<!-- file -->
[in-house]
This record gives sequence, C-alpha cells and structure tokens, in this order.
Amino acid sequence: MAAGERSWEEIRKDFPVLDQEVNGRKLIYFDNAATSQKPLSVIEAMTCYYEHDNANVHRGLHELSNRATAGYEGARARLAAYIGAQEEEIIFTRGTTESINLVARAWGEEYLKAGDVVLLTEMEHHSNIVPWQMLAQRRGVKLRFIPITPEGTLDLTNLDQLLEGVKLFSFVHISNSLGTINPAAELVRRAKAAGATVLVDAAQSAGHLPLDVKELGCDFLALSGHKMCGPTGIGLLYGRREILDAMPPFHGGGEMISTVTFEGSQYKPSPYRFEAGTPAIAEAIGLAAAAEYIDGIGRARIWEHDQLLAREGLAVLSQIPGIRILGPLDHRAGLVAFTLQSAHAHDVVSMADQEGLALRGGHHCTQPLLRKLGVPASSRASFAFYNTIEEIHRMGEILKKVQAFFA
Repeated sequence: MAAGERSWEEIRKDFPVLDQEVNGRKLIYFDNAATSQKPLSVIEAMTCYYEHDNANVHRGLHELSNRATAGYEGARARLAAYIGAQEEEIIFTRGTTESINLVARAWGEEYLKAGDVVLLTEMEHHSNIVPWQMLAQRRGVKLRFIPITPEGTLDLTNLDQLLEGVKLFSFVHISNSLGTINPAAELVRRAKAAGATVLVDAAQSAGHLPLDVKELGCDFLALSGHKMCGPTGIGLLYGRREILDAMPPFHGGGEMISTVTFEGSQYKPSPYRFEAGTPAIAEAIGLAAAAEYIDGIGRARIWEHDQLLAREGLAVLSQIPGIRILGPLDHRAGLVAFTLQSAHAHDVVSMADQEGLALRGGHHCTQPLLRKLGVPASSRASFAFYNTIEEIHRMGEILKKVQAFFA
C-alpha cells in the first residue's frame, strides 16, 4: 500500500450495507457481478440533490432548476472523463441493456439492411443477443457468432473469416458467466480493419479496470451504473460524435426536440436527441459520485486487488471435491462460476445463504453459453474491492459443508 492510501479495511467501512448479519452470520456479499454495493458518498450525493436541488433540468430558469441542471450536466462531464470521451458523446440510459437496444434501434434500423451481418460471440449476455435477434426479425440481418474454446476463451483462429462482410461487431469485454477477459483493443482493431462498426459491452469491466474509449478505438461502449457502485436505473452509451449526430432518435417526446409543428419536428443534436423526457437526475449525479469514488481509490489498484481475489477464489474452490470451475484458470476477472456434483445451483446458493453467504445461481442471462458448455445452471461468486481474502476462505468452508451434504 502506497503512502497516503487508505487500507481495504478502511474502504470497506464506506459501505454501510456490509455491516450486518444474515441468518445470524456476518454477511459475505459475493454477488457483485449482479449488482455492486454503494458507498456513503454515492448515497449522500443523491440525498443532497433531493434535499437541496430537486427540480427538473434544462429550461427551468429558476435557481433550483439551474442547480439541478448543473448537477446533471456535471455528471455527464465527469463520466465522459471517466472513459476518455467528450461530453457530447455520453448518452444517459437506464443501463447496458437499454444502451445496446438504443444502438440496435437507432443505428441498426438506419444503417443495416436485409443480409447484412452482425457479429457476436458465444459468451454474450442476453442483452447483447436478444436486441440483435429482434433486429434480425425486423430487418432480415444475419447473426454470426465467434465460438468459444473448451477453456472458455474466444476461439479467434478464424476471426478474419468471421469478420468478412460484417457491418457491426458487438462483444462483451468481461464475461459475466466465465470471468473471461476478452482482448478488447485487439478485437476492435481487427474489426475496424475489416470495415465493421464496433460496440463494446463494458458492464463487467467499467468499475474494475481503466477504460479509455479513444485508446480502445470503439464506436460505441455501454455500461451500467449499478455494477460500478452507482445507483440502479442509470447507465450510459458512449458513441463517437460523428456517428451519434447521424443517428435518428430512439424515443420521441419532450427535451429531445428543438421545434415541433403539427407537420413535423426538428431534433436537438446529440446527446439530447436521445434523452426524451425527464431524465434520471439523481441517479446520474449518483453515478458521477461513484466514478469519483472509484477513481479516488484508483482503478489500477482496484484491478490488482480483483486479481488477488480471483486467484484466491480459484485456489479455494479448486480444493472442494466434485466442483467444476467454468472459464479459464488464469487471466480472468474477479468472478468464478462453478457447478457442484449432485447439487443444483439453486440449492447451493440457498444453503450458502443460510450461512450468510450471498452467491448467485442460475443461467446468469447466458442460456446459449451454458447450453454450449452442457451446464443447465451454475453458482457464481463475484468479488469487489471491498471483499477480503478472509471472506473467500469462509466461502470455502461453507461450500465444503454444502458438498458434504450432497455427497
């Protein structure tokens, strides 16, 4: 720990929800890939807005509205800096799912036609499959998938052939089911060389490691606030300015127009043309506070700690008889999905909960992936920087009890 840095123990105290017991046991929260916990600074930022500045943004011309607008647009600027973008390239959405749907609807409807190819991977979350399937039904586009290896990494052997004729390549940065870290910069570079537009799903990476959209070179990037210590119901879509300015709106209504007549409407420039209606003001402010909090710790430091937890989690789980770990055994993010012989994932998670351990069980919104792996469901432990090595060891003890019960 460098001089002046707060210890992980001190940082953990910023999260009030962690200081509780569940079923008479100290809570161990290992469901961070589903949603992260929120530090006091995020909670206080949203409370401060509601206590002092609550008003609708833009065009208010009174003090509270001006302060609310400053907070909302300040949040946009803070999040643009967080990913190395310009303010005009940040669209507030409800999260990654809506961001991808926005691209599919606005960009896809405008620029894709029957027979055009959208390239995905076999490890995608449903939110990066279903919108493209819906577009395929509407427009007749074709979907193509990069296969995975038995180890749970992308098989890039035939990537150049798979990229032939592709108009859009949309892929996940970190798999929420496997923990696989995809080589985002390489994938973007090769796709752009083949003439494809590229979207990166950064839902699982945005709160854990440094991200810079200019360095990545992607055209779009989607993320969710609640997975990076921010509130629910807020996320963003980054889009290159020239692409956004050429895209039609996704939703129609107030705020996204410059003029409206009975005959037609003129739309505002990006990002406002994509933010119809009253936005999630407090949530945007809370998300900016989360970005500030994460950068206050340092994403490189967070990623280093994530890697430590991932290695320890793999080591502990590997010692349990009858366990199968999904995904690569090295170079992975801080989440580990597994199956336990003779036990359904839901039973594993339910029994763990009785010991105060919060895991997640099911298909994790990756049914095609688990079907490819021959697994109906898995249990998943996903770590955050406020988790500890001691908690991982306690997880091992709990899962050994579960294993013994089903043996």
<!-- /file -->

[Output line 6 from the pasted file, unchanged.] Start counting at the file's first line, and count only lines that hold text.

């Protein structure tokens, strides 16, 4: 720990929800890939807005509205800096799912036609499959998938052939089911060389490691606030300015127009043309506070700690008889999905909960992936920087009890 840095123990105290017991046991929260916990600074930022500045943004011309607008647009600027973008390239959405749907609807409807190819991977979350399937039904586009290896990494052997004729390549940065870290910069570079537009799903990476959209070179990037210590119901879509300015709106209504007549409407420039209606003001402010909090710790430091937890989690789980770990055994993010012989994932998670351990069980919104792996469901432990090595060891003890019960 460098001089002046707060210890992980001190940082953990910023999260009030962690200081509780569940079923008479100290809570161990290992469901961070589903949603992260929120530090006091995020909670206080949203409370401060509601206590002092609550008003609708833009065009208010009174003090509270001006302060609310400053907070909302300040949040946009803070999040643009967080990913190395310009303010005009940040669209507030409800999260990654809506961001991808926005691209599919606005960009896809405008620029894709029957027979055009959208390239995905076999490890995608449903939110990066279903919108493209819906577009395929509407427009007749074709979907193509990069296969995975038995180890749970992308098989890039035939990537150049798979990229032939592709108009859009949309892929996940970190798999929420496997923990696989995809080589985002390489994938973007090769796709752009083949003439494809590229979207990166950064839902699982945005709160854990440094991200810079200019360095990545992607055209779009989607993320969710609640997975990076921010509130629910807020996320963003980054889009290159020239692409956004050429895209039609996704939703129609107030705020996204410059003029409206009975005959037609003129739309505002990006990002406002994509933010119809009253936005999630407090949530945007809370998300900016989360970005500030994460950068206050340092994403490189967070990623280093994530890697430590991932290695320890793999080591502990590997010692349990009858366990199968999904995904690569090295170079992975801080989440580990597994199956336990003779036990359904839901039973594993339910029994763990009785010991105060919060895991997640099911298909994790990756049914095609688990079907490819021959697994109906898995249990998943996903770590955050406020988790500890001691908690991982306690997880091992709990899962050994579960294993013994089903043996």